a game of chess & stories that still breathe

they eat fries with
mayonnaise & ketchup, foreheads wrinkled
into folds of concentration, bent
over the chess board &
the younger guy, coal black skin
makes smart moves,

across from them, the afternoon
washes soft upon us, as we share
beer and pizza and the fairy tales that
we forgot to tell or dream or think
don’t exist because we just can’t see them–

only when we pull stories out of a blue whale’s throat,
suck another through a straw from poisoned plants
and tumble drunk with unexpected magic–

from the speakers of the restaurant,
italian music “we could slow dance
on the street” you say, “no one
would care in Amsterdam–” a crazy city– &
i smile & watch the guys
pack up their game,
curious who won but can’t tell by their faces,

with a weird movement of the hip,
the black guy hobbles down the road
like he has fought a battle, one that left him skewed,

i think of Jacob,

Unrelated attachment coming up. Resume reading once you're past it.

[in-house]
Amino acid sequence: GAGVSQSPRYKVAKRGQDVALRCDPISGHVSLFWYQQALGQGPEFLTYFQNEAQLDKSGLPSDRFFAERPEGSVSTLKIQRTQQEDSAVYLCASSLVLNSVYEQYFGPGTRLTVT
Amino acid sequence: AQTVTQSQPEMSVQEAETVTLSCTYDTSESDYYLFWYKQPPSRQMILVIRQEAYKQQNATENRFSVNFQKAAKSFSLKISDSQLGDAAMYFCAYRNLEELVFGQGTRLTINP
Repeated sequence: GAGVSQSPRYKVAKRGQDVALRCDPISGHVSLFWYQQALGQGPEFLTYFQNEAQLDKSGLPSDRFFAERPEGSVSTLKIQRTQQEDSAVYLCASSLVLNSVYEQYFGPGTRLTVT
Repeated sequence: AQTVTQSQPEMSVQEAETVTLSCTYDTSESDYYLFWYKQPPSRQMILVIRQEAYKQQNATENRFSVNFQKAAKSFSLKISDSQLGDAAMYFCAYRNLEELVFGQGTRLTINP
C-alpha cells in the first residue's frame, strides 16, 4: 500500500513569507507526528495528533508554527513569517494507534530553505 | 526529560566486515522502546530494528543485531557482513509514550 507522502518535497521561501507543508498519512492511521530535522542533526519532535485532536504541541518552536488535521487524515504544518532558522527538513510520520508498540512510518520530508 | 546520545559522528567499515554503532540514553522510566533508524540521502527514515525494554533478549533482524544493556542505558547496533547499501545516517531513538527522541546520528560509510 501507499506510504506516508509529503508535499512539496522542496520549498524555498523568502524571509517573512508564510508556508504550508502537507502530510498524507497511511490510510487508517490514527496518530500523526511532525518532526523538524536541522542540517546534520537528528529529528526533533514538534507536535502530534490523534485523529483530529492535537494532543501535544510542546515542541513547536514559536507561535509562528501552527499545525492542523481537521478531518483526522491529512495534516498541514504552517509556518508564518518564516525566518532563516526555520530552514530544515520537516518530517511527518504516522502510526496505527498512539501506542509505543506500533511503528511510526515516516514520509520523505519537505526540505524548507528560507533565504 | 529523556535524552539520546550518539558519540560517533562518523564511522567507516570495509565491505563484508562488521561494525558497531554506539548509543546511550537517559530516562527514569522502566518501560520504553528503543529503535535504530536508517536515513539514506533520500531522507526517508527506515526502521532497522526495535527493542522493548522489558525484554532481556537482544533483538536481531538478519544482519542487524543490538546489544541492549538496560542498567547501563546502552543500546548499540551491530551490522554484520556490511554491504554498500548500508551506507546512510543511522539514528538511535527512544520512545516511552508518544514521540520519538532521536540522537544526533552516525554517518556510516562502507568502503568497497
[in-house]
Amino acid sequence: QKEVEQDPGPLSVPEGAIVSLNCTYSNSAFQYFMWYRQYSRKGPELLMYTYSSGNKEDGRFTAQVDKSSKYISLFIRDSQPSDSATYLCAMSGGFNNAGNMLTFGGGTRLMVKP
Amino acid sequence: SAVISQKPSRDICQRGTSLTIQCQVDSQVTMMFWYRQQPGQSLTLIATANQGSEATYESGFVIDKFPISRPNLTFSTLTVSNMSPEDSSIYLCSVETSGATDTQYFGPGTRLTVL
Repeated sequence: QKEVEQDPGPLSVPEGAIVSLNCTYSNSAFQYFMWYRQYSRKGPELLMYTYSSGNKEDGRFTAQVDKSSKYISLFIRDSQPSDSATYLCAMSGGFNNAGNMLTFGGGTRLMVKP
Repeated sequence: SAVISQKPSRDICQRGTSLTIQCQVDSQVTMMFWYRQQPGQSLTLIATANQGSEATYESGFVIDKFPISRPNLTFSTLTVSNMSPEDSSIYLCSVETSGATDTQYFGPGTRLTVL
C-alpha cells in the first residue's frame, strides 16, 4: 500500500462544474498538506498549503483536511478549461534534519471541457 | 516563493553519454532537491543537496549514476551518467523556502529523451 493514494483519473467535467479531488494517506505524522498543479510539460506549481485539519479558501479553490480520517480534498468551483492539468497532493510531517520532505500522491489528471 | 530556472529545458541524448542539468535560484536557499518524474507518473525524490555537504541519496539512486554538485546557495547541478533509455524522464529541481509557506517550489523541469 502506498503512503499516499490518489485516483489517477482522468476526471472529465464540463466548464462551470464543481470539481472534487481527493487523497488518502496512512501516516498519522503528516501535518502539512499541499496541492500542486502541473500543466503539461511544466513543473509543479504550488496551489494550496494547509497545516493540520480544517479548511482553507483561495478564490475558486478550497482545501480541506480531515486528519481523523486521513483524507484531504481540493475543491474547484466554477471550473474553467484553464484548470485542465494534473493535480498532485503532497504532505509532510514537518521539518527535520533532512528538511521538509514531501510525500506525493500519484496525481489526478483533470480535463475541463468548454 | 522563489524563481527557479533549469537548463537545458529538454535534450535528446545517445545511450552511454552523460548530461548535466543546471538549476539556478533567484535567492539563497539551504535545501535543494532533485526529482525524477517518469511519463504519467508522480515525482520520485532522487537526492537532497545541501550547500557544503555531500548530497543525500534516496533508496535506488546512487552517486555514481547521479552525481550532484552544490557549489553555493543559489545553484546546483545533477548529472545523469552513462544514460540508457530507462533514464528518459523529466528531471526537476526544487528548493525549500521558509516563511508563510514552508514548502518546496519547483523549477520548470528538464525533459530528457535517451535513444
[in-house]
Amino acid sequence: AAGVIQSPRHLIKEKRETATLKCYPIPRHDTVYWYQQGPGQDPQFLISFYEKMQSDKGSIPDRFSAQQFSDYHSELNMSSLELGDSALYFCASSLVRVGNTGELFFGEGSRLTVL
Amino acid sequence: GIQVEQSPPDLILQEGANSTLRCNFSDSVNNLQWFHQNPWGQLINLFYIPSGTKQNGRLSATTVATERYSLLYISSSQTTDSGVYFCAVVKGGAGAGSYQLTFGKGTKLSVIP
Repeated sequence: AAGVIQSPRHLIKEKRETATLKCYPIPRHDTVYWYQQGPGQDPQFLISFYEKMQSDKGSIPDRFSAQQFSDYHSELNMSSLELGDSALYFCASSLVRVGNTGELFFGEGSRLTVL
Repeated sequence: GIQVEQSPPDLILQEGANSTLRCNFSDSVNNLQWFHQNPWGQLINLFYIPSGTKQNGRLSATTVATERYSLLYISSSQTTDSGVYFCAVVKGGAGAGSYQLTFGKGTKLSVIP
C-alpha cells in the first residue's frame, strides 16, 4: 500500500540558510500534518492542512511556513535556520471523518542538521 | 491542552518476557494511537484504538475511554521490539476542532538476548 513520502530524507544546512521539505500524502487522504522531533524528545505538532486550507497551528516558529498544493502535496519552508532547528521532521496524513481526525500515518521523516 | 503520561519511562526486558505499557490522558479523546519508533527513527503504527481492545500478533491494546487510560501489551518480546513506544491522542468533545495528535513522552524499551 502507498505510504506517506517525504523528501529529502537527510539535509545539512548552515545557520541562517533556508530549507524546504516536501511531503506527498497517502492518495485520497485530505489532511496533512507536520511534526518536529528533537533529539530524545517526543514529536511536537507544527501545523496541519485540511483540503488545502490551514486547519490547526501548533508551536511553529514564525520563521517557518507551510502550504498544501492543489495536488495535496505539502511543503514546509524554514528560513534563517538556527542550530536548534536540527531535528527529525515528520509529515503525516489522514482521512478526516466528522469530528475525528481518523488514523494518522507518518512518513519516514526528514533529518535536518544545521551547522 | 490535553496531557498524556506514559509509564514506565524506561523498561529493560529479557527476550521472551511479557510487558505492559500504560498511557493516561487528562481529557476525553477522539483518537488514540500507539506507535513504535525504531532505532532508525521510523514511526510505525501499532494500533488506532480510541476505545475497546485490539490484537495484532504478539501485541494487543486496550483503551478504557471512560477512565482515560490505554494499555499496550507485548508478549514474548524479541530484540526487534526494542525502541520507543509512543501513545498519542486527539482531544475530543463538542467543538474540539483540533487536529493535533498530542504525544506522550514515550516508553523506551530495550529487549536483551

how he wrestled hard and won, never being
quite the same again & close my eyes
to look at mine, just for a moment

.

my entry for OpenLinkNIght at dVersePoets and i’m posting from Amsterdam… will fly back in the evening and probably need a bit longer to catch up with you…but promise to be around asap..smiles

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75 responses to “a game of chess & stories that still breathe

  1. pretty cool scene that you caught…the guys playing the game would have surely caught my eye. i like how you bring it back to them in the end and really capture the one man…and th allusions to jacob as well…winning, at what cost? sometimes it does leave us rather banged up….then to mix that with your own personal experience and the talking of fairy tales and dreams….really nicely woven claudia…smiles…

  2. Lovely poetic observation of a tiny slice of life.

    I assume you’re working, yet still enjoying what you can of that crazy city. I was there many, many years ago.

  3. Pardon me if I was distracted by the food(been on a diet forever it seems) but I found a bit of symbolism there, I think–casual nourishment, excess, the artificial, and the struggle to fill up the inside. Your characters here are enigmatic, but also very real. Enjoy your travels,Claudia–I always do. ;_)

  4. Claudia.
    I read it twice just to immerse myself in the scene and the words.